Rick’s Fixes: cold comfort in the shed

Rocker box rebuild

by classic-bike |
Published on

A roasting UK summer cost us a freezing December. Shivering in my shed this month got me thinking about just how long it really takes to restore an old bike.

Few of us add up the time spent, but speaking professionally, restorations usually take over 200 hours, so even at a modest labour rate that’s going to cost a fortune. DIY is satisfying and saves you money – and buying specialist equipment, like a lathe or welder, extends the range of what you can do. But where do you stop? Self-sufficiency only saves money at the expense of time.

Take my vintage BSA project – I spoke about making rocker spindles, but glossed over the rest of the rocker-box build because it’s an easy job that makes dull reading. Well, that easy job took several (very cold) days to complete. I had to press out the old bushes, make new ones, press them in, ream them laboriously to size, mill them back for end float, file lubrication grooves and make felt oil retaining washers. Then I had to free off a seized tappet adjuster, weld up and remachine a crumbled spindle-locating shoulder on the rocker box, make four special nuts to hold the boxes onto the head and make the four special screws for the rocker covers. Then the ‘equipment’ thing reared its head; wanting to drill these screws for lockwire I decided to make a special drill chuck adapter for my milling machine – more work!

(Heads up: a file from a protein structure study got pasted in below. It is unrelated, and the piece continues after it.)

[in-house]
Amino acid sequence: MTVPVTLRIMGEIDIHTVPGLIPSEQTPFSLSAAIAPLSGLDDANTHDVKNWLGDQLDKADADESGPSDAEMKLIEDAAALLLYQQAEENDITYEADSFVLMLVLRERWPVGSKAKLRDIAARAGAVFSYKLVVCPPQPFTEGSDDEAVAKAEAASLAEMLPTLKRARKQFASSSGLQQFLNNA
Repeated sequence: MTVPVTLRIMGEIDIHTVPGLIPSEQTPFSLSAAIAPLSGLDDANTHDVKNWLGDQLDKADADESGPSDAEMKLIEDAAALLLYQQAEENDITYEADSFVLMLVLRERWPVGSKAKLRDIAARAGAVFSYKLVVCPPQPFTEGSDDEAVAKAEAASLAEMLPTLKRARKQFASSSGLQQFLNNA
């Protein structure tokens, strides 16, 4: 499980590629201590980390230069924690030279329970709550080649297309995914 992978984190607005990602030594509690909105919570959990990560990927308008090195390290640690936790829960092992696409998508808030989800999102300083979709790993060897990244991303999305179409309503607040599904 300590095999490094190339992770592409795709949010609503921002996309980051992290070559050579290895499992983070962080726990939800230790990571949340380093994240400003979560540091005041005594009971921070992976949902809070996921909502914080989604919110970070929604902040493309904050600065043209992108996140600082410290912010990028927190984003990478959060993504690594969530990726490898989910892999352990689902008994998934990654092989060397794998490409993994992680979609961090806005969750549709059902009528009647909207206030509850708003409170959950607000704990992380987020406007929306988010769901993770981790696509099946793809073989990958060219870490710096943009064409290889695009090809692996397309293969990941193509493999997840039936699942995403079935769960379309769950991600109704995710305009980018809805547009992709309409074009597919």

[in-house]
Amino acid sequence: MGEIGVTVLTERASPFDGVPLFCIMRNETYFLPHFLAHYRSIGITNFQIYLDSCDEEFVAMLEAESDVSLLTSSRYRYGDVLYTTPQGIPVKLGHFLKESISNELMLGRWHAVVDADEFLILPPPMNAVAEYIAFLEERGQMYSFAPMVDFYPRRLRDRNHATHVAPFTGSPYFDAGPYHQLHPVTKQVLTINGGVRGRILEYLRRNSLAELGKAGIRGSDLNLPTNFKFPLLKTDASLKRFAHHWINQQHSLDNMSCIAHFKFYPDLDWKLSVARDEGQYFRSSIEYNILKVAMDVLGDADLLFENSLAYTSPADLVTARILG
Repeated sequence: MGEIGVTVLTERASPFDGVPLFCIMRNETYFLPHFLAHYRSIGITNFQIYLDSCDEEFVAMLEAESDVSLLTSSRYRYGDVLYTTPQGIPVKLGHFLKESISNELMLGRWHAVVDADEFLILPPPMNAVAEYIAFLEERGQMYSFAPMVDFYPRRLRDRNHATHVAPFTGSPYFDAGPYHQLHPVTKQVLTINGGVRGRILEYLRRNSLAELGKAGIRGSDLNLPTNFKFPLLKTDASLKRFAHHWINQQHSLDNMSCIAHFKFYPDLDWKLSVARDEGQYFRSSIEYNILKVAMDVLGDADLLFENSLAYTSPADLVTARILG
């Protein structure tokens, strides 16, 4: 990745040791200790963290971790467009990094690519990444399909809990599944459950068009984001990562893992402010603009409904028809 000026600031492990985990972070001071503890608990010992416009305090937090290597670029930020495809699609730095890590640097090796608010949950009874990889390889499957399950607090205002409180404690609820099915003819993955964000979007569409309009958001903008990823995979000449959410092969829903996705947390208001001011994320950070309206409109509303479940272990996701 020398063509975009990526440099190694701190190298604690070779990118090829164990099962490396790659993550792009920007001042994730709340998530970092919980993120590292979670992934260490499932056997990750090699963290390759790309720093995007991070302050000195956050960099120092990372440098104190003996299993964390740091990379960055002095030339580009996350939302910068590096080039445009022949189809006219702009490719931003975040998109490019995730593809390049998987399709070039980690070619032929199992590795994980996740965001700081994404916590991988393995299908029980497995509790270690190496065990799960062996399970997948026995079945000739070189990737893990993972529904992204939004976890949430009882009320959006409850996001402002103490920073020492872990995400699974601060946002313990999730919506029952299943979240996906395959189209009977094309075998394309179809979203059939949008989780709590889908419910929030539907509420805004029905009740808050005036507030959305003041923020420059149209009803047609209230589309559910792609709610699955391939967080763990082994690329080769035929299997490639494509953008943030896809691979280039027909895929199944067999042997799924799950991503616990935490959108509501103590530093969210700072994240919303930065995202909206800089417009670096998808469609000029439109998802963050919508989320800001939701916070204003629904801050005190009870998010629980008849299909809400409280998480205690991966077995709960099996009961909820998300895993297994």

Rocker box rebuild
Rocker box rebuild on Rick's Beeza flat-tank took ages - and that metal is flipping cold at this time of year!

I realise that, for a more recent classic, I could have ordered these parts instead of making them – but even then, there can be problems with parts that are wrong or out of stock. We’re all in the same boat, really.

Still, I now have a completed top end – and gained the bonus of a useful milling accessory. Like all the best pain/gain equations, the hardship is soon forgotten!

Right, better get on with the next job…

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